By Briana Vannozzi
In the last few years the conversation around Camden has shifted from phrases like crime and distressed to opportunity and growth with over $1 billion in tax incentives granted to companies relocating to or staying in Camden since 2013. The expectations are high. But the reality is still rooted in generations of poverty.
“There’s an eagerness, given all of the tax breaks that are going to bring companies into the city, to start to take credit for something that hasn’t happened yet,” said New Jersey Policy Perspective Vice President Jon Whiten.
During NJTV’s In Your Neighborhood forum focusing on jobs in Camden city, panelists showed a clear divide on ways the state is spurring private investment there. The Grow New Jersey program helped entice 17 companies, like Holtec, Subaru, American Water Works, even the 76ers to build facilities with a job creation contingency. Roughly 3,900 in all. But many are still questioning, at what cost?
“Seventy-one percent of those jobs already exist either in the Camden suburbs or in Philadelphia and are already filled by people who are just going to continue to fill them here in Camden. So that’s a big problem. It’s great to have jobs in a city, but it’s even better to have people in the city having jobs,” Whiten said.
The left leaning think tank NJ Policy Perspective has been a prominent critic of the state’s tax breaks for the city. By their calculation, each job comes with a hefty price tag — around $300,000 a piece. But a recent federal report put the Camden metro area’s employment growth at the top in the nation — a 3.7 percent increase. And that, according to Freeholder Jonathan Young Sr., is nothing to ignore.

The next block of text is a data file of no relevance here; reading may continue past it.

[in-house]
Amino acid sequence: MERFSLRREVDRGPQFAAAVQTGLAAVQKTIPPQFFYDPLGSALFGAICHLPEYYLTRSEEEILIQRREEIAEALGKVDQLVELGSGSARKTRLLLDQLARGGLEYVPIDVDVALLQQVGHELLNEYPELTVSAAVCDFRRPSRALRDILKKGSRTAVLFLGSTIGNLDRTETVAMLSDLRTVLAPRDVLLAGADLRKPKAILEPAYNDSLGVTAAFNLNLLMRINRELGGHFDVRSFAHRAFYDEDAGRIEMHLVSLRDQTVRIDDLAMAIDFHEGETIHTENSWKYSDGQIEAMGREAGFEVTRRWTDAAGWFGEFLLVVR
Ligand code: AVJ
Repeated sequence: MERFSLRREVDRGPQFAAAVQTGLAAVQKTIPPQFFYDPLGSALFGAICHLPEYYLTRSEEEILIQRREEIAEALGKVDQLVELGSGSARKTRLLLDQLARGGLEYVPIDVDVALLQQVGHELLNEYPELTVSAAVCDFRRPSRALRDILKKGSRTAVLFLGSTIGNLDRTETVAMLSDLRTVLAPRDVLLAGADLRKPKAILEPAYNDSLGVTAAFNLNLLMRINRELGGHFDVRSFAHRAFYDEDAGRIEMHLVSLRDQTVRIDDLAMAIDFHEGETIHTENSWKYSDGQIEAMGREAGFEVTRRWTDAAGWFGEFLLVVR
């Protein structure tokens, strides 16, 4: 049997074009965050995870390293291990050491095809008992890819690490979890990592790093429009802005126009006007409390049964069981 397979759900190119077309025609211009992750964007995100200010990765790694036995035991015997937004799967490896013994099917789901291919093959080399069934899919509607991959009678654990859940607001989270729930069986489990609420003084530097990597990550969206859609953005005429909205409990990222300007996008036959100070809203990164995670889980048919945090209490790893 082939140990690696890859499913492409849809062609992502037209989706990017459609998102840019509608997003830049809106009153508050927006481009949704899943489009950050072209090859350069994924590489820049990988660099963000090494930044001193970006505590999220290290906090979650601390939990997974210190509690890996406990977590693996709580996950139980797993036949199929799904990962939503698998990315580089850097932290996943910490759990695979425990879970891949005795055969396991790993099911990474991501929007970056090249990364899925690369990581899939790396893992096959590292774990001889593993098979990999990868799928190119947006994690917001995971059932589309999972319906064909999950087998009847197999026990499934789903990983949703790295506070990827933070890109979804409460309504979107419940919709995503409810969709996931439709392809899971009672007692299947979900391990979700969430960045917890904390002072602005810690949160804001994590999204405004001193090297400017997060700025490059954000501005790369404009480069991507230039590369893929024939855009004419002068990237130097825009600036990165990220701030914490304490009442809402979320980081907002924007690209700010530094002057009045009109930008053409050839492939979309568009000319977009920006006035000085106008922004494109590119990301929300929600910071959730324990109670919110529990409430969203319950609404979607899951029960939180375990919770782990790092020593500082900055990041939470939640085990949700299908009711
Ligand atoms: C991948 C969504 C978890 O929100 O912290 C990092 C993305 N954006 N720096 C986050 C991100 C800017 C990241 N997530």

“There’s not a major city that doesn’t give incentives in order to keep the businesses and make that city thrive and really start to build that city up. We get so focused on just, you know, hey the jobs are coming in or these companies are coming in, but nobody looks at the effect that happens around those jobs,” Young said.
Young says new employees will frequent local shops, buy lunch, spend paychecks in Camden, adding that the one-stop center along with companies like Holtec are training Camden residents through apprenticeship programs to fill new jobs.
“In the 1980s, there was a term called trickle down economics and this sure sounds a lot like it,” said Latin American Economic Development Association President and CEO Ray Lamboy.
As a small business owner and head of the Latin American Economic Development Association, Lamboy questions corporate power.
When asked if corporations hold more leverage than the community and the community stakeholders, Lamboy said, “I think the opportunity for leverage was lost when we did not require these companies to negotiate and sign community benefit agreements.”
“First is developing a sense of self worth in Camden,” said Will Schrieks.
Eighteen-year-old Camden resident Schrieks went through the nonprofit Hopeworks ‘N Camden program, one of the many reaching out to do youth job and skill training.
“Hopeworks is really working to not just provide web design skills, helping young people learn the actual technology training and get exposed to technology, which is a career path that doesn’t necessarily require those advanced degrees, but also helping our young people think through the healing process,” said Hopeworks ‘N Camden Youth Impact Director Danyelle Austin.
In recent months, nonprofits, startups and co-working labs have been gathering to harness their energy for a city with so much potential.